Posted by Chris Wilson, Partner
The unforeseen consequences of not making a will
Although making a Will may seem obvious, it is still something that the majority of people do not have. It is one of the best tax planning and wealth protection vehicles available.
It is estimated that less than 50% of the adult population in the UK have a Will. Many reasons are given as to why so many people don’t have one:
- No assets to leave
- An assumption that a particular person will inherit the estate
- Simple lethargy
There can however, be significant consequences where a Will is not made. When someone dies without a Will, their assets move by the “intestacy rules”. These rules set out which family members get what assets. This can lead to assets not moving to whom they would have otherwise been intended, substantial delays in administering the estate and potentially a missed opportunity to save tax.
Highlighted below is an example from a recent case.
Mr Smith died with an estate of approximately £9 million. The main assets were Mr Smith’s property and his interest in the family business. He was survived by his wife Mrs Smith and their two children aged one and three.
The family had assumed that the estate would pass to Mrs Smith. However, under the intestacy rules, this was not the case. Instead, Mrs Smith received:
- All of the deceased’s personal belongings
- The first £270,000 of the estate
- Half of the remaining estate.
The balance of the estate moved to Mr Smith’s children. This left approximately £4.3 million moving to the deceased’s children. This had several negative effects:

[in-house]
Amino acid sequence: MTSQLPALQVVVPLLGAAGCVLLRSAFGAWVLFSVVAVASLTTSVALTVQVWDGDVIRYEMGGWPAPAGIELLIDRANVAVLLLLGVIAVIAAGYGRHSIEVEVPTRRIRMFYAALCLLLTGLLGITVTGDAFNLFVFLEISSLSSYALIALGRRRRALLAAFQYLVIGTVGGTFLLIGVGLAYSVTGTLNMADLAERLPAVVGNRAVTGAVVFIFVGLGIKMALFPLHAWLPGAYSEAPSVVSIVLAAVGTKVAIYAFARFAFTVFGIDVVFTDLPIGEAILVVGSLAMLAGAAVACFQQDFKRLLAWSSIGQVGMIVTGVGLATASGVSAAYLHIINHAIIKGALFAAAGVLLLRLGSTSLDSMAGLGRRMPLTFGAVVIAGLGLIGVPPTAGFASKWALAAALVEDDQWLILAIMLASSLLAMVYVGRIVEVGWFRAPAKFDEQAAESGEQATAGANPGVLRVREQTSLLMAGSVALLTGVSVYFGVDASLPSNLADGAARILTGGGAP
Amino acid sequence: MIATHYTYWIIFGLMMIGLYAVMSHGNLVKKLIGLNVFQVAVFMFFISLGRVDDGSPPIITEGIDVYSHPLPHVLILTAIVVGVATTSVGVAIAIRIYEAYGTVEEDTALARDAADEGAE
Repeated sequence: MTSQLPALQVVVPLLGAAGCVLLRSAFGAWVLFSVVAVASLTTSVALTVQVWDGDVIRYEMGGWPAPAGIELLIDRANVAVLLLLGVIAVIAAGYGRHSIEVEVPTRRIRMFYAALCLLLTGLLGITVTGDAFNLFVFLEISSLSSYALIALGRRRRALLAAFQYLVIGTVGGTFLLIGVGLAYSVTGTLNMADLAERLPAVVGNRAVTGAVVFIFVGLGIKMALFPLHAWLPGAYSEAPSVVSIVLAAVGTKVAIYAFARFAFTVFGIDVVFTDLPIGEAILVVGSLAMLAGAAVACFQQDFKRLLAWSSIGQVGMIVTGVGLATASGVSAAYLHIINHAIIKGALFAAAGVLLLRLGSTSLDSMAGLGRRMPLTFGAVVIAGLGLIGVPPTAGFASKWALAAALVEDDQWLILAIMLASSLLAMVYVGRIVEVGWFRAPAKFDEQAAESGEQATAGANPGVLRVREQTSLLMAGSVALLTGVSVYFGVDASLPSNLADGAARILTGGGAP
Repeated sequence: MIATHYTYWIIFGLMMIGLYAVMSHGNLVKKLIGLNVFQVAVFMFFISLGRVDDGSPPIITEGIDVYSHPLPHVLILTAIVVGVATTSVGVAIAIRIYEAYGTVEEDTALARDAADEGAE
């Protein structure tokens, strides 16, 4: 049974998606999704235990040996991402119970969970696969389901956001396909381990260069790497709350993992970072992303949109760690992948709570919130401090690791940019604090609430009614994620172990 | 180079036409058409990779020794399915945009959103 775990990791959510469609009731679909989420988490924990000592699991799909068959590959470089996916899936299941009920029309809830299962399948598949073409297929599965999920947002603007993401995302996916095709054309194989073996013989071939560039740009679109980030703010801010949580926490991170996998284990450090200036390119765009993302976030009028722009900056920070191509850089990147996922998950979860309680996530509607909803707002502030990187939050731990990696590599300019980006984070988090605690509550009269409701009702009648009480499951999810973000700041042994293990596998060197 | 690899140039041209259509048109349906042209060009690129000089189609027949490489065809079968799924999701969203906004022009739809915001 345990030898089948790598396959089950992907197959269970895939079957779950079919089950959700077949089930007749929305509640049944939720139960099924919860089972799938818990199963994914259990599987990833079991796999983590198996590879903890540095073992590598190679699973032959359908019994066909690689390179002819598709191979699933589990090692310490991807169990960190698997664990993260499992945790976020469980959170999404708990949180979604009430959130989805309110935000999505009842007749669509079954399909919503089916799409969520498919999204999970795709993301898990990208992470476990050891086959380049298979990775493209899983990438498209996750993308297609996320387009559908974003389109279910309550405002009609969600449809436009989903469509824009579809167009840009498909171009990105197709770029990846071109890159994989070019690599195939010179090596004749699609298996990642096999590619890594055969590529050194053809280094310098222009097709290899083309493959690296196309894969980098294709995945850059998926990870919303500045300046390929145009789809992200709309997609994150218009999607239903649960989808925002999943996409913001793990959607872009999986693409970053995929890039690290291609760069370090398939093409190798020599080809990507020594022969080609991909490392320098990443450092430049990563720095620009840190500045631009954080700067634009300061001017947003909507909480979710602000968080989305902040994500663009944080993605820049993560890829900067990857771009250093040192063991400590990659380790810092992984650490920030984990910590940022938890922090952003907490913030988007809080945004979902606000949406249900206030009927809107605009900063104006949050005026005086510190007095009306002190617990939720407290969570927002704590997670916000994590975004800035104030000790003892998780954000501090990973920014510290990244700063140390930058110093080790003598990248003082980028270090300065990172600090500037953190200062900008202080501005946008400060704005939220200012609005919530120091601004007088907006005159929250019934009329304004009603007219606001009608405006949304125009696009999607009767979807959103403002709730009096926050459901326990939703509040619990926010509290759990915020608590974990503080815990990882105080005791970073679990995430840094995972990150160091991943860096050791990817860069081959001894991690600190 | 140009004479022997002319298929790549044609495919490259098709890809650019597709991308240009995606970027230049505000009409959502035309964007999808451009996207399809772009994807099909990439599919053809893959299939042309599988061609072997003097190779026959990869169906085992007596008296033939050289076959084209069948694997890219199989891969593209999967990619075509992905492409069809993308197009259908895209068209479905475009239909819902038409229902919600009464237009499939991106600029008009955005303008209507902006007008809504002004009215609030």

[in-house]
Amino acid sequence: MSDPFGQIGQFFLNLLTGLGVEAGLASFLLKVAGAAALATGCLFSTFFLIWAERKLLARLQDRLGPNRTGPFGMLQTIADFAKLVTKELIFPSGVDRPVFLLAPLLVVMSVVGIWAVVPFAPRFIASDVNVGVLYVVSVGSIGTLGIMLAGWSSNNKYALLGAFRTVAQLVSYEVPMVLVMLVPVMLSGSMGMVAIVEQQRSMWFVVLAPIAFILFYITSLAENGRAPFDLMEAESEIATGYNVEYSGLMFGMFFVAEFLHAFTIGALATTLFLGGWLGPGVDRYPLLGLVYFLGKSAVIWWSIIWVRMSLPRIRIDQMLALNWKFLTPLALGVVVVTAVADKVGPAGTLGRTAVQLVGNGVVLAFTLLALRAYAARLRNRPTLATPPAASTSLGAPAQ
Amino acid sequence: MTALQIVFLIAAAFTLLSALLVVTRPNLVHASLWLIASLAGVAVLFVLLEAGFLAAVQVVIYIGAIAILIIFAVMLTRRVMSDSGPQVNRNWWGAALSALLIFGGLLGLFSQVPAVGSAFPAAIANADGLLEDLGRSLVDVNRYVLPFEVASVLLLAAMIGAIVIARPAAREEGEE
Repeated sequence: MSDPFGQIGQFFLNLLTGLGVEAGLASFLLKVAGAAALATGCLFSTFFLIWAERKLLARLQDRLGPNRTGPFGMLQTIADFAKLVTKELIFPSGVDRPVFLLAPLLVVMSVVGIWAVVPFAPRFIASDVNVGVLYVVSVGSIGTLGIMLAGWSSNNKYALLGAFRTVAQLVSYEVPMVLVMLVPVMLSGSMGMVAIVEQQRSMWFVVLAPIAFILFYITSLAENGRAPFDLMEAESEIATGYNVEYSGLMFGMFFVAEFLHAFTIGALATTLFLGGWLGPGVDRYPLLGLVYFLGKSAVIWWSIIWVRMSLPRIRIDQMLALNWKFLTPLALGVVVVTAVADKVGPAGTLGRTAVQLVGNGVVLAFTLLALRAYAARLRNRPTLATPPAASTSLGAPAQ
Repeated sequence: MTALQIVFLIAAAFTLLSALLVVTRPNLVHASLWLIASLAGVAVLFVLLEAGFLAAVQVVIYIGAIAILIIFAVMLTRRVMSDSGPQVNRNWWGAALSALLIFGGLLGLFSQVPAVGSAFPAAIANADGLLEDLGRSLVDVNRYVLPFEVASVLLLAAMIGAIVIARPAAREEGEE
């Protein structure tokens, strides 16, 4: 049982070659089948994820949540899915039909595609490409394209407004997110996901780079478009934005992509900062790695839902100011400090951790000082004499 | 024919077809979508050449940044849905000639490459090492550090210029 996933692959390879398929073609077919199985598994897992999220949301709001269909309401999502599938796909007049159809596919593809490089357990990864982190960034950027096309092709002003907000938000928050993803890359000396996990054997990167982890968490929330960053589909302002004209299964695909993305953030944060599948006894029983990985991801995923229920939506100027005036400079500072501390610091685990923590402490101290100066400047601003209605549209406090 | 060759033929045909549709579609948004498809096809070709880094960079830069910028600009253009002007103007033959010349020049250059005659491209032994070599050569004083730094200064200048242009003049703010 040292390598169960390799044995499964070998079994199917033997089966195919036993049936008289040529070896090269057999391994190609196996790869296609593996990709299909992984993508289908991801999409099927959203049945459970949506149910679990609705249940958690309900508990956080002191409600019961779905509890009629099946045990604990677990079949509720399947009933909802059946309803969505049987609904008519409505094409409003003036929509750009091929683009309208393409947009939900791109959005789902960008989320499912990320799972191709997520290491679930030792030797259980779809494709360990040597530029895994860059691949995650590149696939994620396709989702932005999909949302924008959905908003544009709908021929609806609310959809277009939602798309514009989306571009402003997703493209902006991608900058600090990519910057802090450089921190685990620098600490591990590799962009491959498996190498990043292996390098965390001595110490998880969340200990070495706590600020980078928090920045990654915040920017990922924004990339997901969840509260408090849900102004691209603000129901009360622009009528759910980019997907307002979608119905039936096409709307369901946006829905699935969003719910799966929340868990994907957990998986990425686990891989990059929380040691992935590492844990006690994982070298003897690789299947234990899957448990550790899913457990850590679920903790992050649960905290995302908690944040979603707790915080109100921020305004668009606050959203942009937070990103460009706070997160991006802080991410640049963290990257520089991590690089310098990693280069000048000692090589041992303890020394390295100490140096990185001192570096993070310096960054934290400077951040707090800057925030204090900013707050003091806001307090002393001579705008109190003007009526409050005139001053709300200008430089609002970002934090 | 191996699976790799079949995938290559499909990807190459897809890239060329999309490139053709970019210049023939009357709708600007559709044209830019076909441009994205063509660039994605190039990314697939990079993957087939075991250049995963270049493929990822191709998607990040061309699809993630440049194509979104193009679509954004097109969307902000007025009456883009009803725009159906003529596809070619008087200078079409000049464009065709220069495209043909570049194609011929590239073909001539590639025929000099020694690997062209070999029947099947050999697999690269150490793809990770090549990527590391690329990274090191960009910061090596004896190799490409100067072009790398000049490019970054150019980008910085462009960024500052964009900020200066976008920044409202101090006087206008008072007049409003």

- Substantial monies moved to the children. This left the spouse without sufficient assets to retain the house or to generate an income for her.
- Because the estate did not move entirely to the spouse, an inheritance tax charge of around £1.6 million was levied on the estate. This would not have arisen if the estate had been left entirely to Mrs Smith.
- Under the intestacy rules, the children inherit at 18. This means the children will receive substantial monies when they may lack the required financial maturity to deal with the assets appropriately. These could easily end up being wasted.
Had the children been over 18 they could have entered into a Deed of Variation to pass their inheritance back to their mother. This would have prevented the tax charge and allowed the Mrs Smith to potentially pass monies to her children in the future in a more tax efficient manner and at a more appropriate time. However, because the children were under 18, they were not able to enter into such arrangement.
Instead, in order to mitigate the tax and prevent the children from inheriting vast sums at such a young age, it was necessary to apply to the Court for an order to vary the terms of the intestacy. This substantially delayed matters and greatly increased the costs payable to administer the estate. If the Court application had failed, it would have left a tax liability of such scale it would have required a sale of the family home or the family business.
All of this could have been avoided by the person ensuring they had a tax efficient Will.
If you need to discuss creating a will, please contact Chris Wilson
01865 268 643 Email us